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On an unfortunate note, it had already been a bad tempered match given the intense heat and humidity and was helped in no small measure by Border’s aggressive nature that would become legendary in his later Ashes conflicts. On Day 5, the tension caused the pot to boil over. Border argued incessantly with umpire Dotiwalla who perhaps justifiably questioned the time wasting tactics between each delivery. Ray Bright, Greg Matthews and Tim Zoehrer disputed umpiring decisions. Chetan Sharma reportedly threatened to insert a bat into wicketkeeper Zoehrer’s posterior and Greg Matthews launched a tirade against Pandit after dismissing him. But between these distractions, the cricket went on.

Sunil Gavaskar returns to the pavilion after scoring 90. Image Courtesy: Sports Star

Sunil Gavaskar, playing his 100th Test match, anchored the run chase with intent and aplomb. He put on 55 with Srikkanth for the opening stand, following it up with a partnership of 103 with Mohinder Amarnath. When India went in for Tea at 193 for 2 with 30 overs left to play in the day and 155 to get, it was anyone’s game.

However, when Azharuddin, Gavaskar and Kapil Dev all departed in quick succession after tea, at 253 for 5 the chase looked all but over. A stunning 39 from 37 balls from Chandrakant Pandit (which perhaps explained Greg Matthew’s frustration and tirade) and a cameo from Chetan Sharma (which led to Zoehrer’s sledging and Sharma’s response) and some superb batting from Ravi Shastri took India to 331 for 6.

Ray Bright was instrumental in the second innings. Image Courtesy: Sports Star

With 17 runs needed from the last 5 overs and 4 wickets in hand, the Chepauk crowd was already celebrating in anticipation of a remarkable Indian victory.

Spinner Ray Bright had left the field from exhaustion. Greg Matthews remembers: “Ray Bright was not young and fit like Dean Jones. He got the 12th man to ask AB if he needed him in the field after he had gone off with exhaustion. AB told him to “get his arse out here“.

Border’s ruthlessness paid off yet again. Bright came back and in rapid succession got rid of Chetan Sharma, wicketkeeper Kiran More and Shivlal Yadav.

It all came down to a seething Shastri watching these dismissals helplessly from the other end and last man Maninder Singh, whose batting prowess ranked barely above and batting average slightly below that of fellow No. 11 BS Chandrasekhar, the first man to have famously retired from Tests having taken more wickets than runs he had scored.

Shastri was on strike when Greg Matthews started the last over of the match with 4 runs needed for victory. Shastri defended the first ball then turned Matthews behind square for the second. A misfield from Steve Waugh enabled Shastri to scamper back for a second. “I thought, that’s fantastic, I’ve just cost us the Test match,” Waugh admitted later.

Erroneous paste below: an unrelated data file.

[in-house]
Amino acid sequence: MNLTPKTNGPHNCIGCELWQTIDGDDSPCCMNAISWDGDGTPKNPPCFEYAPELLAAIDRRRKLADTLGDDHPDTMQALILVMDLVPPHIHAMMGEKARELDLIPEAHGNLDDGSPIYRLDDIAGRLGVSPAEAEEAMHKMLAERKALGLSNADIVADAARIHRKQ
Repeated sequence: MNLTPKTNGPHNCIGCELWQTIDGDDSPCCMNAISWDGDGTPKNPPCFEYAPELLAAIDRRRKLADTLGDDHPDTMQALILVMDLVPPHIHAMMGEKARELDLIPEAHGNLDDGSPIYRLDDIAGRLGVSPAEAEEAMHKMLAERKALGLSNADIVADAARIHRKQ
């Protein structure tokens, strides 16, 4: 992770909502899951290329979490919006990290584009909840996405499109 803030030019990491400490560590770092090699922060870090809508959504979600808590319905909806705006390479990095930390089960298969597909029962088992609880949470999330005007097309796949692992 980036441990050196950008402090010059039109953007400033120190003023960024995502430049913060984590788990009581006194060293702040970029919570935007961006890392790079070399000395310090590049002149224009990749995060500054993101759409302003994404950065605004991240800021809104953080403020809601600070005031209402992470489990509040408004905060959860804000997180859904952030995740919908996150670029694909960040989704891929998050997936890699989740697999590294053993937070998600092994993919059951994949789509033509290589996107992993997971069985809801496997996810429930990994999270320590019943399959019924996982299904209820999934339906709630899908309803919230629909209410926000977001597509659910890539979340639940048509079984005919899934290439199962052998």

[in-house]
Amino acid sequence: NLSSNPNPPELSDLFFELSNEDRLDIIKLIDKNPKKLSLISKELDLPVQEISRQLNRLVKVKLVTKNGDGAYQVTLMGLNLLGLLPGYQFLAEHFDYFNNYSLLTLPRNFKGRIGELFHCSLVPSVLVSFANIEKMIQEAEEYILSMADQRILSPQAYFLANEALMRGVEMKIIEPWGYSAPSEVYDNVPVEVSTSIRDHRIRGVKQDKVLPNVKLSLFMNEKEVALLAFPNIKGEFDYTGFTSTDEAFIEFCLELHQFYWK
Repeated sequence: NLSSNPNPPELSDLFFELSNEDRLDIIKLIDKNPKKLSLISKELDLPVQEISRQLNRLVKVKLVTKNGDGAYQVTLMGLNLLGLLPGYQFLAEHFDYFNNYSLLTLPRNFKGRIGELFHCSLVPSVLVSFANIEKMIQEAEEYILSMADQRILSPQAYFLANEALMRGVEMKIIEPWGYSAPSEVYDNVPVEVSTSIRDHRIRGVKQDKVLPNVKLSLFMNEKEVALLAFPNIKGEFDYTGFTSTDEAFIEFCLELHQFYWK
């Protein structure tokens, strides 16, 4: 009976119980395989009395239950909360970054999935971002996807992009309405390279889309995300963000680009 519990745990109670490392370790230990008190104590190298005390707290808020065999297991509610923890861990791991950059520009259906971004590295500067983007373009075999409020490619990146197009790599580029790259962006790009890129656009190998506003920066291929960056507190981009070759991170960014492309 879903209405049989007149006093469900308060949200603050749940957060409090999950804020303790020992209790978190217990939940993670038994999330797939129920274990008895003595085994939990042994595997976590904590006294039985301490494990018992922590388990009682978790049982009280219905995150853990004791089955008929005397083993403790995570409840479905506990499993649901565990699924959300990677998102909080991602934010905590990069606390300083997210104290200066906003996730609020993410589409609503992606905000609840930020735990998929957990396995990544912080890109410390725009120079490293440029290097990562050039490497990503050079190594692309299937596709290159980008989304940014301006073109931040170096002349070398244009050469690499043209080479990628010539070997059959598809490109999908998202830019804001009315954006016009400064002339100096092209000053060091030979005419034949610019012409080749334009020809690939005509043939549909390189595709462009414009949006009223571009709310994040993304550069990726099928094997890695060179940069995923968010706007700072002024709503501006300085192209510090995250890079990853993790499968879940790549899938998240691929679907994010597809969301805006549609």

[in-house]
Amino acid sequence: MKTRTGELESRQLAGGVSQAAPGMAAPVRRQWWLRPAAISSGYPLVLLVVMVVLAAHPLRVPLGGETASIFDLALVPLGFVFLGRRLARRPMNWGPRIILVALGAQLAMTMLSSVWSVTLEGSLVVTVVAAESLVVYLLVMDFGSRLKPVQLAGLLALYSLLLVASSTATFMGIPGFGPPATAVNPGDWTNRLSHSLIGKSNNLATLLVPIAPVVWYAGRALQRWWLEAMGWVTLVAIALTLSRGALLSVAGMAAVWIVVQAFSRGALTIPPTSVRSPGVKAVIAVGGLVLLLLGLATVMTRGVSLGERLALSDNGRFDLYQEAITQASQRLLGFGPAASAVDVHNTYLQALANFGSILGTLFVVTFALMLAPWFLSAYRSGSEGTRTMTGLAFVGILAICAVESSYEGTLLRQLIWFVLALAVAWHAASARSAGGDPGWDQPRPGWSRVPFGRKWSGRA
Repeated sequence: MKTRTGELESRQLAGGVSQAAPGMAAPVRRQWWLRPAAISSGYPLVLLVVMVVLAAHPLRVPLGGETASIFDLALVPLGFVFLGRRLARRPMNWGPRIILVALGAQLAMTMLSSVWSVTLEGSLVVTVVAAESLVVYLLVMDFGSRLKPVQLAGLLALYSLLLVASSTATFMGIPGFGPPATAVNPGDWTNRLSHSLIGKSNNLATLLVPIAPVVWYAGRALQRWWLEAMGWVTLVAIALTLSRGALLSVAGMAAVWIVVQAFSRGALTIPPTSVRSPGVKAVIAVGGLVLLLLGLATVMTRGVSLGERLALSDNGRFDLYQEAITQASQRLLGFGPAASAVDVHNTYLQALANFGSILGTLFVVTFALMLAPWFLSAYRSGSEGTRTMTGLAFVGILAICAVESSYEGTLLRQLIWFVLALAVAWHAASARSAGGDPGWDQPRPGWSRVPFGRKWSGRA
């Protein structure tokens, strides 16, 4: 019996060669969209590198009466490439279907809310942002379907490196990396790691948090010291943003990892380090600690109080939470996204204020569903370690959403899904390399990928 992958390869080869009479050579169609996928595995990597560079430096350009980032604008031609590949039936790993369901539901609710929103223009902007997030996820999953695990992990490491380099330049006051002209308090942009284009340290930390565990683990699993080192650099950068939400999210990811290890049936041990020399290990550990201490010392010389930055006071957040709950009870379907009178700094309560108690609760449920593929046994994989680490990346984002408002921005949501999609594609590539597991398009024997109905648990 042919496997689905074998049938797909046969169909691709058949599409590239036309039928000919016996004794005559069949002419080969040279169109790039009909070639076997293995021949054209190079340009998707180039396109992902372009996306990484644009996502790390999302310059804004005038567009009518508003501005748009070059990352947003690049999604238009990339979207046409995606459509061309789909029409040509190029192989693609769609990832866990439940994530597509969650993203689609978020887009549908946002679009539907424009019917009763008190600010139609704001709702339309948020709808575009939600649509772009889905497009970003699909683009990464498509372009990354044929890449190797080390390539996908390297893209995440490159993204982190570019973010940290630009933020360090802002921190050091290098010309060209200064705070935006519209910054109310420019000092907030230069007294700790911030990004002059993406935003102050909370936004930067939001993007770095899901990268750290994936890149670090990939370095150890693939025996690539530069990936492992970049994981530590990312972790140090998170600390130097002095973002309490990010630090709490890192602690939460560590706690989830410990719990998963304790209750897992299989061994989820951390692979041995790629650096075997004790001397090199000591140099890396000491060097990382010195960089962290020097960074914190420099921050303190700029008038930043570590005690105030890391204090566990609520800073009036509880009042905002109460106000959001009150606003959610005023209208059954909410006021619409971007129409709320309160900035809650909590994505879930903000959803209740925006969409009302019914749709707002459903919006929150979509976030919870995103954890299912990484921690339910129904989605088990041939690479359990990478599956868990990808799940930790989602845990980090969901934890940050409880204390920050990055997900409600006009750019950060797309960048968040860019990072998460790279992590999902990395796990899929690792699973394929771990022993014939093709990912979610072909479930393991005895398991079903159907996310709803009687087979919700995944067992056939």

With two runs to get from four balls, Shastri took a decision that would ensure this match attained a special place in cricket history. “If I take the single, it’s the last thing that Allan Border wants me to do,” said Shastri later, “because then India can’t lose.”

The Last Ball and the image that says it all

Facing up to Matthews with specific instructions from Shastri and the scores level, Maninder defended the first ball and then was rapped on the pad the next ball. To the delight of the Australians and the stunned disbelief of the 25,011 Indians on and around the ground, umpire Vikram Raju immediately raised his finger.

Mike Coward on the Tied Test. Image Courtesy: Cricinfo

For the first time since Brisbane in 1960 when Australia and West Indies had faced the same situation, and just for the second time in history, cricket had a Tied Test Match to add to its archives.

Greg Matthews and Bob Simpson relish the moment with a smile on their faces. Image Courtesy: Sports Star

There is only one photograph that recorded the moment that Maninder Singh was dismissed. It was taken not by one of the official photographers who had all left their seats to prepare for the post-match presentation. Instead, armed with an amateur’s excitement at a close finish, a Nikon F3, a shutter cord and a tripod, a spectator, Mala Mukherjee, then a photography teacher and sitting in the club house as a guest of MA Chidambaram and the Madras Cricket Association, captured the moment for eternity.

As Karunya Keshav, writing in Wisden last year, perfectly described this iconic photograph: “Vikram Raju, the umpire, had his finger raised for the lbw of Maninder Singh, the last man in; Greg Matthews exulted at what his penultimate delivery had done; Border, at silly point, had recovered from the catch he thought he had missed; Ravi Shastri, at the non-striker’s end, refused to believe it was all over.”

On the decision itself, Maninder remains adamant that he had hit the ball as does Shastri, and curiously Border years later admitted that he thought likewise. Umpire Raju, who never again officiated in a Test match, to this day, defends his decision. “Just because India is playing, I cannot give a decision in their favour,” he says. “As a neutral, I’ve to do justice, isn’t it? The ball was nowhere close the bat, he (Maninder) was plumb in front of the wicket and how can he say no?


With no referral system and official television footage bizarrely taped over by India’s national channel Doordarshan with what one assumes was a less iconic event, perhaps appropriately Mukherjee’s photo remains the only reminder of the final moment of one of the most incredible Test matches in the history of cricket.